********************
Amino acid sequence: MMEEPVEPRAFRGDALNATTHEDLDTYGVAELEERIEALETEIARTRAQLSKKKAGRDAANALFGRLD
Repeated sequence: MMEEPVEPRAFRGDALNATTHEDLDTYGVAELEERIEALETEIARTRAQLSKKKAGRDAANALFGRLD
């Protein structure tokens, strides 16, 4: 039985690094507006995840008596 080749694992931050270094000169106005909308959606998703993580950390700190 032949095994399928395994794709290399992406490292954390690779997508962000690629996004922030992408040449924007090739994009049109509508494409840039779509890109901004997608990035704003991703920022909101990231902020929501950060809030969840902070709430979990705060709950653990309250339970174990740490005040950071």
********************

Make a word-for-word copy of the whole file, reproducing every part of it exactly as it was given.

Amino acid sequence: MMEEPVEPRAFRGDALNATTHEDLDTYGVAELEERIEALETEIARTRAQLSKKKAGRDAANALFGRLD
Repeated sequence: MMEEPVEPRAFRGDALNATTHEDLDTYGVAELEERIEALETEIARTRAQLSKKKAGRDAANALFGRLD
């Protein structure tokens, strides 16, 4: 039985690094507006995840008596 080749694992931050270094000169106005909308959606998703993580950390700190 032949095994399928395994794709290399992406490292954390690779997508962000690629996004922030992408040449924007090739994009049109509508494409840039779509890109901004997608990035704003991703920022909101990231902020929501950060809030969840902070709430979990705060709950653990309250339970174990740490005040950071």